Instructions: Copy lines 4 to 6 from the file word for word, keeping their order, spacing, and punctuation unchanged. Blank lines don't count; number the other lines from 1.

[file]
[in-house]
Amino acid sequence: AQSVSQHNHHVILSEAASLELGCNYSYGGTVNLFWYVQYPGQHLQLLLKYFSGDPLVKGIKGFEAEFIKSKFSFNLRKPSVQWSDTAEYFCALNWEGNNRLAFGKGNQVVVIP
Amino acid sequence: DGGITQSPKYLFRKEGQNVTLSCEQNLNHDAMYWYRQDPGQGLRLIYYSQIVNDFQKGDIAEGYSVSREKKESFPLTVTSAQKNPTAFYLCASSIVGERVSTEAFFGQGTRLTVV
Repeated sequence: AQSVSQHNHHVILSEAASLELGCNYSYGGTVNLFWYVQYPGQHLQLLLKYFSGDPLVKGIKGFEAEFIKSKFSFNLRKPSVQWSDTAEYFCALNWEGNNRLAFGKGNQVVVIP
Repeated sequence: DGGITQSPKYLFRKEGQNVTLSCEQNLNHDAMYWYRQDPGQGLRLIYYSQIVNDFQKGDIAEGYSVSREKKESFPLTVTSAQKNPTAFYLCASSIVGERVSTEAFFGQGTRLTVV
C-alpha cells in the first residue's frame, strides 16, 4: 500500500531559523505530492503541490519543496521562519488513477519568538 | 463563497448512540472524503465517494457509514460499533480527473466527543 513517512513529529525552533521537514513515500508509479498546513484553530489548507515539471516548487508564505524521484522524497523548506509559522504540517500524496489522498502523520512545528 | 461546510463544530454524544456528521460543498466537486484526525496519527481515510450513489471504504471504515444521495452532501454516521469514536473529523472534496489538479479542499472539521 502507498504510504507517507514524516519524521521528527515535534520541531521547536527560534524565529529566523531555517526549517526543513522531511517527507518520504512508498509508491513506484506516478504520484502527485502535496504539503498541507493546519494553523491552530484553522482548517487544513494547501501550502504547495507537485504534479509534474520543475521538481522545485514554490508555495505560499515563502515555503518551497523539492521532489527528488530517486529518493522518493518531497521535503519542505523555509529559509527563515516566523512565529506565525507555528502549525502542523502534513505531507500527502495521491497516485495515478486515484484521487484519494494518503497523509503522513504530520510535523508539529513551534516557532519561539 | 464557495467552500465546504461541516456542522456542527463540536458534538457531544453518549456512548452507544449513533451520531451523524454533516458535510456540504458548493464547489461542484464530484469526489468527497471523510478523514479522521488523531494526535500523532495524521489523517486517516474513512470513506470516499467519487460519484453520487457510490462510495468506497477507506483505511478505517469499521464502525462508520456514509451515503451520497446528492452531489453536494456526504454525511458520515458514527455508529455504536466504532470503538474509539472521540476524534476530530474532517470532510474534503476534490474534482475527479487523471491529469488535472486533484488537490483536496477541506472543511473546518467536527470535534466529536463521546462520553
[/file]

Repeated sequence: AQSVSQHNHHVILSEAASLELGCNYSYGGTVNLFWYVQYPGQHLQLLLKYFSGDPLVKGIKGFEAEFIKSKFSFNLRKPSVQWSDTAEYFCALNWEGNNRLAFGKGNQVVVIP
Repeated sequence: DGGITQSPKYLFRKEGQNVTLSCEQNLNHDAMYWYRQDPGQGLRLIYYSQIVNDFQKGDIAEGYSVSREKKESFPLTVTSAQKNPTAFYLCASSIVGERVSTEAFFGQGTRLTVV
C-alpha cells in the first residue's frame, strides 16, 4: 500500500531559523505530492503541490519543496521562519488513477519568538 | 463563497448512540472524503465517494457509514460499533480527473466527543 513517512513529529525552533521537514513515500508509479498546513484553530489548507515539471516548487508564505524521484522524497523548506509559522504540517500524496489522498502523520512545528 | 461546510463544530454524544456528521460543498466537486484526525496519527481515510450513489471504504471504515444521495452532501454516521469514536473529523472534496489538479479542499472539521 502507498504510504507517507514524516519524521521528527515535534520541531521547536527560534524565529529566523531555517526549517526543513522531511517527507518520504512508498509508491513506484506516478504520484502527485502535496504539503498541507493546519494553523491552530484553522482548517487544513494547501501550502504547495507537485504534479509534474520543475521538481522545485514554490508555495505560499515563502515555503518551497523539492521532489527528488530517486529518493522518493518531497521535503519542505523555509529559509527563515516566523512565529506565525507555528502549525502542523502534513505531507500527502495521491497516485495515478486515484484521487484519494494518503497523509503522513504530520510535523508539529513551534516557532519561539 | 464557495467552500465546504461541516456542522456542527463540536458534538457531544453518549456512548452507544449513533451520531451523524454533516458535510456540504458548493464547489461542484464530484469526489468527497471523510478523514479522521488523531494526535500523532495524521489523517486517516474513512470513506470516499467519487460519484453520487457510490462510495468506497477507506483505511478505517469499521464502525462508520456514509451515503451520497446528492452531489453536494456526504454525511458520515458514527455508529455504536466504532470503538474509539472521540476524534476530530474532517470532510474534503476534490474534482475527479487523471491529469488535472486533484488537490483536496477541506472543511473546518467536527470535534466529536463521546462520553